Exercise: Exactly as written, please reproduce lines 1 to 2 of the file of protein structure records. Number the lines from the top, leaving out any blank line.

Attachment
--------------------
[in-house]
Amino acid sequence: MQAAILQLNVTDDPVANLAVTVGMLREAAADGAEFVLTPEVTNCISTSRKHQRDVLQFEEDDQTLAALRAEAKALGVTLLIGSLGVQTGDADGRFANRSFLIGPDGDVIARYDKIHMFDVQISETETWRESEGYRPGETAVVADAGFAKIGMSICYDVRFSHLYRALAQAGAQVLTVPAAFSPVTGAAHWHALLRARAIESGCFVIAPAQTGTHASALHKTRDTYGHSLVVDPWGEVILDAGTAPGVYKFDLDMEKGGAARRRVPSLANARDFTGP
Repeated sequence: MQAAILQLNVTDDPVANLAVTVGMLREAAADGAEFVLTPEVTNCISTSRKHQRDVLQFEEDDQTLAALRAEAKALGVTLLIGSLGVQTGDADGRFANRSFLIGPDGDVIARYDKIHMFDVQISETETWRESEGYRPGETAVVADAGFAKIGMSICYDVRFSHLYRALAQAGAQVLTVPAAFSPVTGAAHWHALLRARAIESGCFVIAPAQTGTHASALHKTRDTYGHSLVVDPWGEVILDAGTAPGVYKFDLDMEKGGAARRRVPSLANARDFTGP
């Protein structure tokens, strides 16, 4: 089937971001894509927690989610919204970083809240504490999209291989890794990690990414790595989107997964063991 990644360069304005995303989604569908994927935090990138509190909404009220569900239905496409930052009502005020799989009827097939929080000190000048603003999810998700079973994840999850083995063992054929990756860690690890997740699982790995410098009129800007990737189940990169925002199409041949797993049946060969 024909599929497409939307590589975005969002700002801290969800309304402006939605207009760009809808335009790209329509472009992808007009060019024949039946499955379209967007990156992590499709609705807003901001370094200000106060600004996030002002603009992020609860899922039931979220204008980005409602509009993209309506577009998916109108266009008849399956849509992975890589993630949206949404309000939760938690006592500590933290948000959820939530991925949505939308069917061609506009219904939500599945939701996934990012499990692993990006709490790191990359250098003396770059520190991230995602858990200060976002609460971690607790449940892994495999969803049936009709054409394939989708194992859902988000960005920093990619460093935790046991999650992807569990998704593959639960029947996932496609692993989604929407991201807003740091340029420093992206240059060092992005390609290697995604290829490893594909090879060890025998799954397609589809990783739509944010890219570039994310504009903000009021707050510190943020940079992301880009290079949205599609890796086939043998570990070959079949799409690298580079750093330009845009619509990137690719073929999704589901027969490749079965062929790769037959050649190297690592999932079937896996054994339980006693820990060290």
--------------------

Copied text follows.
[in-house]
Amino acid sequence: MQAAILQLNVTDDPVANLAVTVGMLREAAADGAEFVLTPEVTNCISTSRKHQRDVLQFEEDDQTLAALRAEAKALGVTLLIGSLGVQTGDADGRFANRSFLIGPDGDVIARYDKIHMFDVQISETETWRESEGYRPGETAVVADAGFAKIGMSICYDVRFSHLYRALAQAGAQVLTVPAAFSPVTGAAHWHALLRARAIESGCFVIAPAQTGTHASALHKTRDTYGHSLVVDPWGEVILDAGTAPGVYKFDLDMEKGGAARRRVPSLANARDFTGP